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How Fujitsu Wireless Keyboards Was Vulnerable to Keystroke Injection Attacks

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Recently, Fujitsu wireless keyboards was vulnerable to keystroke injection attacks. Read on to know about it…

Recently, Fujitsu wireless keyboards was found to be vulnerable to keystroke injection attacks. Fujitsu LX901 wireless keyboard sets are vulnerable to keystroke injection attacks due to ‘an insecure implementation of the data communication’. A German pen-testing firm named SySS GmbH disclosed that Fujitsu LX901 wireless keyboard sets consisting of a wireless mouse and wireless keyboard are vulnerable to keystroke injection attacks. The German security researcher revealed that one model of Fujitsu wireless keyboard will accept unauthenticated input, despite the presence of AES-128 encryption.

The Vulnerability
Matthias Deeg discovered that the LX901 would respond to unencrypted but correctly formatted keystroke commands broadcast nearby. The set is normally shipped as a keyboard, mouse and receiver combination. “The Fujitsu wireless keyboard itself only transmits keystrokes via AES-encrypted data packets with a payload size of 16 bytes using the 2.4GHz transceiver CYRF6936 from Cypress Semiconductor,” Deeg wrote in an advisory about the flaw

Keystroke injection attack allows attackers to compromise computers that are operated with a vulnerable Fujitsu LX901 keyboard set and remotely take control of the compromised system. The wireless keyboard sets are prone to keystroke injections by sending unencrypted data packets with the correct pack format to the wireless keyboard set’s receiver, the USB dongle.

“Thus, an attacker is able to send arbitrary keystrokes to a victim’s computer system. In this way, an attacker can remotely take control over the victim’s computer that is operated with an affected Fujitsu LX901 wireless desktop set,” Deeg wrote in an advisory, adding that when this activity is combined with an earlier vulnerability disclosed n 2016 a keystroke injection attack allows to remotely attack computer systems with an active screen lock, for example in order to install malware when the target system is unattended, Deeg said.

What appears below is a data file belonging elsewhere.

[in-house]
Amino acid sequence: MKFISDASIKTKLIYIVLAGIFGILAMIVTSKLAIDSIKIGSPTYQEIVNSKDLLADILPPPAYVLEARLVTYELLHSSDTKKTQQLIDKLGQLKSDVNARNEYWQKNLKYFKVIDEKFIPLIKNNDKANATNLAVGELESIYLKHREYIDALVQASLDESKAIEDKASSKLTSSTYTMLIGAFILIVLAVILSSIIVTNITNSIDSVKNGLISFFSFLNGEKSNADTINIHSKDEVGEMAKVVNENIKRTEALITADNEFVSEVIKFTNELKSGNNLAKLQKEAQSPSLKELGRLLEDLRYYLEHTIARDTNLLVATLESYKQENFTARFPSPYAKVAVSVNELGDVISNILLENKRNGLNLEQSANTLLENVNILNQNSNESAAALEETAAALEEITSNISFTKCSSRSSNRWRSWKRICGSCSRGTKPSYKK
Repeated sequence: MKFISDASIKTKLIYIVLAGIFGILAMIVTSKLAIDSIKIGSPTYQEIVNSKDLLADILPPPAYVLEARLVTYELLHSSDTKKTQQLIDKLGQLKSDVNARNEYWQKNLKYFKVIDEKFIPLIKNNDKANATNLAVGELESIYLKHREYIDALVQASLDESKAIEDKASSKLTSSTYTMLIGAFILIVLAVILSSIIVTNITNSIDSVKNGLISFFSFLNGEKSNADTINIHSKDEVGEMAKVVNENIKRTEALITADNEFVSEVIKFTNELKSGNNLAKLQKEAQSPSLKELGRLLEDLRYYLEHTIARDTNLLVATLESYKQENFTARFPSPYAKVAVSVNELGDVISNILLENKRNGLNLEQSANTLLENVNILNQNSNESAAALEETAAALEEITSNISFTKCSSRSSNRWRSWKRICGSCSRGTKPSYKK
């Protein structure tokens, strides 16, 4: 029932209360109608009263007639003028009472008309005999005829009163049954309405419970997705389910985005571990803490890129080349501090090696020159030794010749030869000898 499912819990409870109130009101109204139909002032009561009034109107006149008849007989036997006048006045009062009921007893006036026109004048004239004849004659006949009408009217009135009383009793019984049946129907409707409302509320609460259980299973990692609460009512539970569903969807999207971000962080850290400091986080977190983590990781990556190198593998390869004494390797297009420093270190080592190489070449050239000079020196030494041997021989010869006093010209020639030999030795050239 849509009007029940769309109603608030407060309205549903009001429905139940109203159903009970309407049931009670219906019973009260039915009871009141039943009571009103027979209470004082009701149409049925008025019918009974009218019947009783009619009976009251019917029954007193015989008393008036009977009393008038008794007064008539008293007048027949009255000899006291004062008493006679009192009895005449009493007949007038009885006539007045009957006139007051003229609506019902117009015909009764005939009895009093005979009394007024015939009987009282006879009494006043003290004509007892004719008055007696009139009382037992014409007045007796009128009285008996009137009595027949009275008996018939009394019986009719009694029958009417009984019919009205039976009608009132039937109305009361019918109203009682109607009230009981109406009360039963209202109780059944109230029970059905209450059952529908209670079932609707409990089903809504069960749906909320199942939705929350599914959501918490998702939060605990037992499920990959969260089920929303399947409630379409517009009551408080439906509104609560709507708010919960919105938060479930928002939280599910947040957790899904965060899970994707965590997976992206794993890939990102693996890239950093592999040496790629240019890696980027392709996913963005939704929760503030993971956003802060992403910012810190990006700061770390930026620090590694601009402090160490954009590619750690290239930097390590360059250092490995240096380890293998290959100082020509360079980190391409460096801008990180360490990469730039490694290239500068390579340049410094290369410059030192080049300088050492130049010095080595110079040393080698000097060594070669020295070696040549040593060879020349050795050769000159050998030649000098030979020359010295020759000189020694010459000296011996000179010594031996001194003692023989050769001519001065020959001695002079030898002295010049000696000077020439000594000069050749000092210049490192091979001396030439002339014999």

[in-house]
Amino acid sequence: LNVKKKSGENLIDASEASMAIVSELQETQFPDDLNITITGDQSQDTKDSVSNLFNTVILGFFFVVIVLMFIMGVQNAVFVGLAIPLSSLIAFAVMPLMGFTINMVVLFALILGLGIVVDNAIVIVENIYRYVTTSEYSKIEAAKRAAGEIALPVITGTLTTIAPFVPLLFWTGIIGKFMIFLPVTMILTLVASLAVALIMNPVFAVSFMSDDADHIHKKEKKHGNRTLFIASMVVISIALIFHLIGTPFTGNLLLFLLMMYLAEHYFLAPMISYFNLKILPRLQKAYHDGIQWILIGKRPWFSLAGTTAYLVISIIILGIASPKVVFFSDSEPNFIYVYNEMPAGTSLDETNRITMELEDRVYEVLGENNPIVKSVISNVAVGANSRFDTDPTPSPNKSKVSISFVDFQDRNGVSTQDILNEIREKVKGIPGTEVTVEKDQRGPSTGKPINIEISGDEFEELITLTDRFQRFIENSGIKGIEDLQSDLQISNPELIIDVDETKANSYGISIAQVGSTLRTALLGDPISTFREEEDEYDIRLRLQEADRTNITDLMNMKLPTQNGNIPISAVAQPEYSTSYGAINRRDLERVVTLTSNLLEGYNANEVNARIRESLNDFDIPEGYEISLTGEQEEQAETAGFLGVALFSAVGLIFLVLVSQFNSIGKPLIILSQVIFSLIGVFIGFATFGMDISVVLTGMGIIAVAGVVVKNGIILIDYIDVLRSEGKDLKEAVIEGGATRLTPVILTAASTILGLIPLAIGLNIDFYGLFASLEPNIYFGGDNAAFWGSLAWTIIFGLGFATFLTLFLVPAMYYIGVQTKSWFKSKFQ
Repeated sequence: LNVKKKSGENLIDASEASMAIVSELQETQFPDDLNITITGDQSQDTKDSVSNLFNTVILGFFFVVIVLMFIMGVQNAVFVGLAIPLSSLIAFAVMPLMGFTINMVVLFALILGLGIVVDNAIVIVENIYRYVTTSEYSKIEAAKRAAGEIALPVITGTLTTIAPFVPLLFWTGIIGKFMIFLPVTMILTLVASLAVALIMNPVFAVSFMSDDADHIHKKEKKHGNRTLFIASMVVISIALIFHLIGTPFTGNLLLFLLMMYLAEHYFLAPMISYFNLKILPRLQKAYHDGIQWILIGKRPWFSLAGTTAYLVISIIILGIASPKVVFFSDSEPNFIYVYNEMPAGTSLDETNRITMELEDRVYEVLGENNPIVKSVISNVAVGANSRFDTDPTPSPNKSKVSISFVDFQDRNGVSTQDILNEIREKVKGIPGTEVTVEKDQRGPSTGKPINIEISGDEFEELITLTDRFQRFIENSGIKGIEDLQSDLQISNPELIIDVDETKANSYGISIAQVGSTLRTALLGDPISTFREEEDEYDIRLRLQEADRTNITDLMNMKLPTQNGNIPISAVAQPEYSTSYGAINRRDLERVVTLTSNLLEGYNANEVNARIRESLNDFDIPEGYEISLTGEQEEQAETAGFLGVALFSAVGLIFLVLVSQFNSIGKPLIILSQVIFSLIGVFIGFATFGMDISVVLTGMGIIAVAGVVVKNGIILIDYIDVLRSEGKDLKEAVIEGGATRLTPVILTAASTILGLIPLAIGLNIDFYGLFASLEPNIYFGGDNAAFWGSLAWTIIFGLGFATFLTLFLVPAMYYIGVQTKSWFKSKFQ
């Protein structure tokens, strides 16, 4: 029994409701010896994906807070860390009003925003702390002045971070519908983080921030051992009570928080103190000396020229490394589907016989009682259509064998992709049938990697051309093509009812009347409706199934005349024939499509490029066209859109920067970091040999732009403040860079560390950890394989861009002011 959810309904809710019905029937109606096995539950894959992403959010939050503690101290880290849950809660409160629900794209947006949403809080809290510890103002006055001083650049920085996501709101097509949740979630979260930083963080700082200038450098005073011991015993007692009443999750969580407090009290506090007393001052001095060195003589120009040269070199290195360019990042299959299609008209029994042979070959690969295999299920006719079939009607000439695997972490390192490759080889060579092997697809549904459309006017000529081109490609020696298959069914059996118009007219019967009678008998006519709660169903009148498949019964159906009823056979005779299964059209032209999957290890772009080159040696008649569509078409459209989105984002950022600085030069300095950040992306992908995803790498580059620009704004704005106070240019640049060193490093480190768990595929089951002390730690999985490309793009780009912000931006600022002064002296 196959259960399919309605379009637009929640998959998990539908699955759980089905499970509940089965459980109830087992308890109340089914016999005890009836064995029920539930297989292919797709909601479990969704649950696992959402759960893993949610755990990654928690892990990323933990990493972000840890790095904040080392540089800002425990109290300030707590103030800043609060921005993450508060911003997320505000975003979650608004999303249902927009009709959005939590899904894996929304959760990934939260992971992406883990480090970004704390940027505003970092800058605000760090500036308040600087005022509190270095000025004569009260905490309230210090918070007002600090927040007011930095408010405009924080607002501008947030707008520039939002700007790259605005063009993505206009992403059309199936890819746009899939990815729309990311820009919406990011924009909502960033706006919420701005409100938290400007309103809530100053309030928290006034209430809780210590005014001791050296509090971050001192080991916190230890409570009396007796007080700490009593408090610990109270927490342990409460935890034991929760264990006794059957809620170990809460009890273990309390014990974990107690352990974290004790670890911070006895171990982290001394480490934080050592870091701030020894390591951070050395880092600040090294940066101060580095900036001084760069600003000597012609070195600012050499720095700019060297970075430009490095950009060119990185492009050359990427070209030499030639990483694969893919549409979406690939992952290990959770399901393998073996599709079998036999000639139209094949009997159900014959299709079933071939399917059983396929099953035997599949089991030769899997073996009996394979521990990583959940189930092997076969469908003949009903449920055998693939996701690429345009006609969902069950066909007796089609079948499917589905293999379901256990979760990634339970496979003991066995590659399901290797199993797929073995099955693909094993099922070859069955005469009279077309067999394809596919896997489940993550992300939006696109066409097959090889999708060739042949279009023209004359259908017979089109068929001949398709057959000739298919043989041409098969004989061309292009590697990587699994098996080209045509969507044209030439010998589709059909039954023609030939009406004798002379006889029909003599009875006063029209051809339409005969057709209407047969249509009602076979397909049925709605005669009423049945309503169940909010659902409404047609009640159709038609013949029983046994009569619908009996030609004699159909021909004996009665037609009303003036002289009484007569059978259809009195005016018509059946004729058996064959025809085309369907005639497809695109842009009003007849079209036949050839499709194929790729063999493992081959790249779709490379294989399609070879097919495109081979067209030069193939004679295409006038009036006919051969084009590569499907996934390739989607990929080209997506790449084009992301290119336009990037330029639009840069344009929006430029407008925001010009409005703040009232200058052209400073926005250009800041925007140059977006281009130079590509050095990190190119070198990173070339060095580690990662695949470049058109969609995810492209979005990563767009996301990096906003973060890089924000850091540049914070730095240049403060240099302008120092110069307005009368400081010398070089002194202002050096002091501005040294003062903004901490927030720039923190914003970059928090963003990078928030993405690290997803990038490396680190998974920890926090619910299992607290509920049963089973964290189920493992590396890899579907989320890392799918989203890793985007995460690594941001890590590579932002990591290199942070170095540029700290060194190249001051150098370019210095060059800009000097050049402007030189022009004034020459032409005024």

The receiver of the Fujitsu wireless keyboard set not only processes the data packets with the correct format but also the unencrypted data packets. This way, attackers could send arbitrary keystrokes to a victim’s computers that are operated with a vulnerable Fujitsu LX901 keyboard set and remotely take control of the compromised system.

“However, the receiver (a.k.a. bridge) of the Fujitsu wireless keyboard set not only processes keyboard data packets encrypted with the correct shared AES key contained in the keyboard and bridge firmware, but also unencrypted data packets with the data packet format described in the CY4672 PRoC LP Reference Design Kit by Cypress Semiconductor,” SySS GmbH said in an advisory.

Earlier Communication
SySS GmbH reported the vulnerability to Fujitsu on October 19, 2018. Fujitsu confirmed the receipt of security advisory and asked for more details on the vulnerability. However, the firm has not released any patches to fix the vulnerability. “In my communication with Fujitsu regarding the keystroke injection vulnerability, I did not receive any feedback regarding a patch for this security issue. Chances for a firmware patch are really slim,” Matthias Deeg, a security researcher at SySS GmbH told ZDNet.

“I do not recommend using this vulnerable keyboard in an environment with higher security demands. And I would advise not using it in exposed places where external attackers may come easily in the 2.4 GHz radio communication range of the wireless keyboard,” Deeg added. The security researcher also published a demo video on YouTube.

Deeg said he first notified Fujitsu in late 2018, giving them 45 days to respond.

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